October 2, 2013
April Reese, E&E reporter
Published: Friday, September 27, 2013
POJOAQUE, N.M. — Visitors to the Valles Caldera National Preserve in northern New Mexico will soon be able to wander wherever they wish on foot — with some restrictions.
The board of trustees that calls the shots on how to manage the lands voted unanimously yesterday in favor of a motion floated by Jason Lott, superintendent of neighboring Bandelier National Monument and an ex officio member of the board, to allow “unstructured foot traffic” in the 89,000-acre preserve’s vast meadows and forested knobs. Until now, visitors had to stay on a few short designated hiking trails.
“I hear it all the time — ‘I just want to walk over there and take a picture,'” said Lott. “And you can’t do it.”
The board has weathered considerable criticism for years from environmental groups and members of the public who thought access to the preserve, which sits atop a collapsed volcano, was far too limited.
“Some of the board members feel frustrated with the work we’ve tried to do to get more access for hikers who want to experience this national treasure,” said Karyn Stockdale. She represents nonprofit conservation groups on the board, which is composed of seven members representing various interests, plus the monument superintendent and the supervisor of Santa Fe National Forest.
A member of the preserve’s staff, however, warned that opening up the preserve to cross-country hiking without analyzing the potential environmental impacts of the decision may be in violation of the National Environmental Policy Act.
“We have to look at effects on natural and cultural resources,” said Marie Rodriguez, director of planning and resources for the preserve.
Lott said he has already determined there’s no need for a NEPA analysis before expanding hiking access.
“Letting people go out there and walk around should not be an issue,” he said, adding that sensitive areas such as archaeological sites and elk calving grounds can be placed off-limits.
It’s likely that more visitors will be taking Lott up on the offer: According to an earlier presentation by Lance Weinbrenner, a recreation specialist for the preserve, hiking increased from 1,128 visits last summer to 1,459 this year, partly due to the preserve waiving the $10 hiking fee after the Thompson Ridge fire burned through part of the area in June (Greenwire, Aug. 5).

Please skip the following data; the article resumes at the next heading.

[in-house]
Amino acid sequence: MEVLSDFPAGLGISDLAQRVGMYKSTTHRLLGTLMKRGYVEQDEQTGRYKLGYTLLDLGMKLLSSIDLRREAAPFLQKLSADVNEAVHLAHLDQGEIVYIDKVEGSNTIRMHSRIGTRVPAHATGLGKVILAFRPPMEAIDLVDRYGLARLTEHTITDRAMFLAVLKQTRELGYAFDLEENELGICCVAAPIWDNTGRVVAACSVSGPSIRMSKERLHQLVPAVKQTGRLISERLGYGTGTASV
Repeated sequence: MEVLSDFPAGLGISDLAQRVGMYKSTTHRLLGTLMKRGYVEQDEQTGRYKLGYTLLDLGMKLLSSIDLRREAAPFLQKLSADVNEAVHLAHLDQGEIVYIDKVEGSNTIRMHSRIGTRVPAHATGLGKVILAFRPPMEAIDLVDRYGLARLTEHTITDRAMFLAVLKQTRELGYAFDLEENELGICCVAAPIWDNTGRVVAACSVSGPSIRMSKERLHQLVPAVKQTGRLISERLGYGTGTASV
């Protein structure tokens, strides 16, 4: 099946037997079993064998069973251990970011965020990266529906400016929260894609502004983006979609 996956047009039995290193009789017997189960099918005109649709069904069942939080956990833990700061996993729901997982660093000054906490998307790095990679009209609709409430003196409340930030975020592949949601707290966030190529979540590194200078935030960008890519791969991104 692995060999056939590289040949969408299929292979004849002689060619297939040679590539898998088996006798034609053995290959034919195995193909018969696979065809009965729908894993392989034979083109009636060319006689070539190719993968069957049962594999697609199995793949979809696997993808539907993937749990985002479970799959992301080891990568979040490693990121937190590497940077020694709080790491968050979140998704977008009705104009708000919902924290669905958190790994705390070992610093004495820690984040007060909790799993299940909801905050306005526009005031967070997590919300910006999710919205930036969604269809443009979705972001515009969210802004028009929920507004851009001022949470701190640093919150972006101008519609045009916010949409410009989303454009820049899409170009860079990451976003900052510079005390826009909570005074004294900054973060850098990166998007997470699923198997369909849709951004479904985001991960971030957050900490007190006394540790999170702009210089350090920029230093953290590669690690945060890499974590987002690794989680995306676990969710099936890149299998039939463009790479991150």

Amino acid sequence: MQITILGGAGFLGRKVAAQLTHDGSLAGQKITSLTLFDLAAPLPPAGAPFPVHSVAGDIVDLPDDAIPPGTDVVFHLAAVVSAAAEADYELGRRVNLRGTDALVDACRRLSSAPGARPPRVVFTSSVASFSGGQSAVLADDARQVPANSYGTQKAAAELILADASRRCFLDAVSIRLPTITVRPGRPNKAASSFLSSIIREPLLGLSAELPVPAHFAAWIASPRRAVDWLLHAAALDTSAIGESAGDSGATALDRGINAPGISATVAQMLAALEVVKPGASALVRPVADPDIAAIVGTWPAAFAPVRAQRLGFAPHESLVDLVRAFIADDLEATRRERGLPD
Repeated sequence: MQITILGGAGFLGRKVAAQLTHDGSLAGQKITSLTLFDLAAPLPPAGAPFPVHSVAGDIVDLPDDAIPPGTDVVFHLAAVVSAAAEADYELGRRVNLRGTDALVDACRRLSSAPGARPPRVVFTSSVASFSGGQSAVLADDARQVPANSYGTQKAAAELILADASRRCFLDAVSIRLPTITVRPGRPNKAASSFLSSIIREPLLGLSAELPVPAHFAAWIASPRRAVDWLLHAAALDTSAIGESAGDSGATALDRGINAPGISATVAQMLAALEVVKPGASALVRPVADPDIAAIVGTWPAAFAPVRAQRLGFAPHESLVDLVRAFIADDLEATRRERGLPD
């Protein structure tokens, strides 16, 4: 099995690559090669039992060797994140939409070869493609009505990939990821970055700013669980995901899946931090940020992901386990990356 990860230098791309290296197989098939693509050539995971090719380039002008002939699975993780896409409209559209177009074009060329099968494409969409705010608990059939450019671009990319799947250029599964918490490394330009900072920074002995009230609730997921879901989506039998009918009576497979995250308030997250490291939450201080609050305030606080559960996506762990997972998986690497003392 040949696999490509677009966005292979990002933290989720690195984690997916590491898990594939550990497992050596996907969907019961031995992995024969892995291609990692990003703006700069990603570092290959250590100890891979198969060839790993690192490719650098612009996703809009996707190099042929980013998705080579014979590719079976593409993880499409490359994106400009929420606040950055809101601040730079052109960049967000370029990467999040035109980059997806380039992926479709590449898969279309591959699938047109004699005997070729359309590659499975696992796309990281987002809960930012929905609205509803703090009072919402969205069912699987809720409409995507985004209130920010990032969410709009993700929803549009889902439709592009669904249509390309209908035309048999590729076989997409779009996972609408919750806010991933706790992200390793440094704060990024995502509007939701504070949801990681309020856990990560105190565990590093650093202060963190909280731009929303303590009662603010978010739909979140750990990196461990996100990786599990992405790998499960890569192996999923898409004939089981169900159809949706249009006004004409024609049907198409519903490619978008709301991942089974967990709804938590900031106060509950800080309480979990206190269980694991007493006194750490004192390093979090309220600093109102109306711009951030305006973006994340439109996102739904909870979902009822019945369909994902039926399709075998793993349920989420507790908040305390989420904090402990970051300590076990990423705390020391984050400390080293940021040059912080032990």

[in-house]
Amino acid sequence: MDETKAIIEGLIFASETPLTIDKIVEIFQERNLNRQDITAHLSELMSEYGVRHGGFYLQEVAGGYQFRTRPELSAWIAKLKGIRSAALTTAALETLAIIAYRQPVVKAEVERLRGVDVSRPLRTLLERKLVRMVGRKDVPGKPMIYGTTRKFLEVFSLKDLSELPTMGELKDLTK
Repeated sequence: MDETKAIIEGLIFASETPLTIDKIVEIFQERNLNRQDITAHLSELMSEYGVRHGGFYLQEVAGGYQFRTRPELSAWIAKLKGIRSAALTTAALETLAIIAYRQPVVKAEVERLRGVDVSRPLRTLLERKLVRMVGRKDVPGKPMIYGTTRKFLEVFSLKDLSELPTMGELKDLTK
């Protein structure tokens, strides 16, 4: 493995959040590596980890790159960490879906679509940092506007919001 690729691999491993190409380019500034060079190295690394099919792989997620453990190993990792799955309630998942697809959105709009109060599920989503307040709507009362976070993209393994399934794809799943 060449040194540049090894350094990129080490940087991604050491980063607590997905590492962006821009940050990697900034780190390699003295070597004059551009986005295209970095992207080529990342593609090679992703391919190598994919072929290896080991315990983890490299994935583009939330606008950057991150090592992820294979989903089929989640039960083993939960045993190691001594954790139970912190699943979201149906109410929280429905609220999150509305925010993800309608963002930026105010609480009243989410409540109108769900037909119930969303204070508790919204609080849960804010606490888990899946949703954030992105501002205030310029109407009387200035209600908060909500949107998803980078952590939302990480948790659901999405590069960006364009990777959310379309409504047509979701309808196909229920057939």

The new policy will go into effect Dec. 3, the day after hunting season ends.
The board also voted to waive the admission fee for children under 16.
When Congress designated the former Baca Ranch as a national preserve in 2000 at the urging of then-New Mexico Sens. Jeff Bingaman (D) and Pete Domenici (R), it did so on the condition that the preserve would be managed by a trust and stipulated that it should support itself financially, rather than through congressional appropriations like other federal lands. But although revenues have increased by 38 percent since 2008, the preserve has yet to bring in enough cash to meet that obligation.
Only one other federal area has the same self-sufficiency mandate — the Presidio in San Francisco, a former military base within the Golden Gate National Monument. It has already achieved its self-sufficiency mandate.
If the preserve isn’t able to pay its own way by 2015, it could be handed over to the Forest Service. Santa Fe National Forest borders the preserve, along with Bandelier National Monument and tribal land.
There are some New Mexicans, however, who say the preserve would be better off under the wing of the Park Service. A long-languishing bill, reintroduced by Sen. Tom Udall (D-N.M.) in February, calls for transferring the preserve to the service, which Udall and other supporters say is better equipped to oversee the preserve than either the trust or the Forest Service. The bill passed out of the Senate Energy and Natural Resources Committee in June but has yet to be scheduled for a floor vote.
That it took years for the board to approve expanding hiking access to the preserve underscores the dysfunction of the current model, said Tom Jervis, president of the group Caldera Action.
“I’m astonished it took them this long to do it,” he said.